Taking a vacation? Here’s how to avoid tainted alcohol anywhere you travel

Right now, a vacation in Costa Rica could sound more nerve-wracking than relaxing: More than 20 people have died since June, and authorities are linking their deaths to tainted alcohol.

As of Aug. 5, 25 people had died out of 59 hospitalized, likely as a result of their consumption of alcohol with toxic levels of methanol, according to Costa Rica’s health ministry.

The situation isn’t unprecedented. This isn’t even the first time this year that contaminated alcohol has been a concern for travelers.

Ten U.S. tourists have died in the Dominican Republicsince March, some reportedly after drinking alcohol from hotel minibars. The deaths resulted in the Dominican Republic Ministry of Tourism elevating safety regulations and enforcing more regular food and drink inspections.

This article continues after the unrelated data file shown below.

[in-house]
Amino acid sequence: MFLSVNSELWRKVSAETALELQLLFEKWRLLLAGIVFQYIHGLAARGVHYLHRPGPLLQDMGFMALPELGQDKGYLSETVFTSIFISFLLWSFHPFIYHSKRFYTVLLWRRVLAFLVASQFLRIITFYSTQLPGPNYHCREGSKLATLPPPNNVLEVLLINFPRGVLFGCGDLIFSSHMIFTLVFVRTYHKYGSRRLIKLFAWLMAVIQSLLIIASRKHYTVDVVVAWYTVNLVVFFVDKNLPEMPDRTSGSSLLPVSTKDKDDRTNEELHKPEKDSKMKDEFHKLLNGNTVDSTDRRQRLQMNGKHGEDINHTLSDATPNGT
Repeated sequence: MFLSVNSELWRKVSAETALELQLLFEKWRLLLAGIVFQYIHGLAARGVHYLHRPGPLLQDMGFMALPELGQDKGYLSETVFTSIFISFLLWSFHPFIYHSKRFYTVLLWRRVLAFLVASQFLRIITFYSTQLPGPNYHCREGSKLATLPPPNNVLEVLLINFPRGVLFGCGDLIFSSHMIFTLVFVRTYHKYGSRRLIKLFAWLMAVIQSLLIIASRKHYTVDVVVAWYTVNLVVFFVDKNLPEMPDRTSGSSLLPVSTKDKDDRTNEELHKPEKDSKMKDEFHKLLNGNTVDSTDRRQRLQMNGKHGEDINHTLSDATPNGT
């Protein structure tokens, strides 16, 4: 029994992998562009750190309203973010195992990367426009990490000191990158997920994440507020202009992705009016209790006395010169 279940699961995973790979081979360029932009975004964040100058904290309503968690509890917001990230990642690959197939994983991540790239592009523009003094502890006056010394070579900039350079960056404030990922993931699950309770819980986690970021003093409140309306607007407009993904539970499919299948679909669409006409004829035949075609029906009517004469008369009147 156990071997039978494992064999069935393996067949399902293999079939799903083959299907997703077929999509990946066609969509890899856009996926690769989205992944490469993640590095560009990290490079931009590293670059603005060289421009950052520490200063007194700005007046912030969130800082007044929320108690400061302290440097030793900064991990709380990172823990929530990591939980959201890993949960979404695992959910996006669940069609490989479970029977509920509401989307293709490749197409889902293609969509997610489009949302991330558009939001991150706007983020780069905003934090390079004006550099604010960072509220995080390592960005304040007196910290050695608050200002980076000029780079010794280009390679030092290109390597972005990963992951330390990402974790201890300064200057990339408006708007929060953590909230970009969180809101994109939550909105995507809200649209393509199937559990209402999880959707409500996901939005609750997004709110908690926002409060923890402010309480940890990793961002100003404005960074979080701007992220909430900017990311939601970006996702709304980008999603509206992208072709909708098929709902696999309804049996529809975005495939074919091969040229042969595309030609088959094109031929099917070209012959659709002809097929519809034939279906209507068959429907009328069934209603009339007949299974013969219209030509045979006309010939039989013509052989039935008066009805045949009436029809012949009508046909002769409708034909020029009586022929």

And in 2017, 10,000 gallons of contaminated alcohol were confiscated from resorts in Mexico, following an investigation by the Milwaukee Journal Sentinel, which is part of the USA TODAY Network.

Tainted alcohol poisoning incidents tend to occur in countries where the taxes on legitimate alcohol or the cost itself, may be seen as too high, Larry Navin, director of government and public affairs at the Methanol Institute, told USA TODAY. 

Alcohol fraud can happen by diluting or refilling bottles of “premium” liquor with substances like methanol or even rubbing alcohol.

The Costa Rican government has confiscated more than 55,000 bottles of alcohol and closed 10 establishments in Alajuela and San José, according to a statement from Costa Rica’s Ministry of Health.

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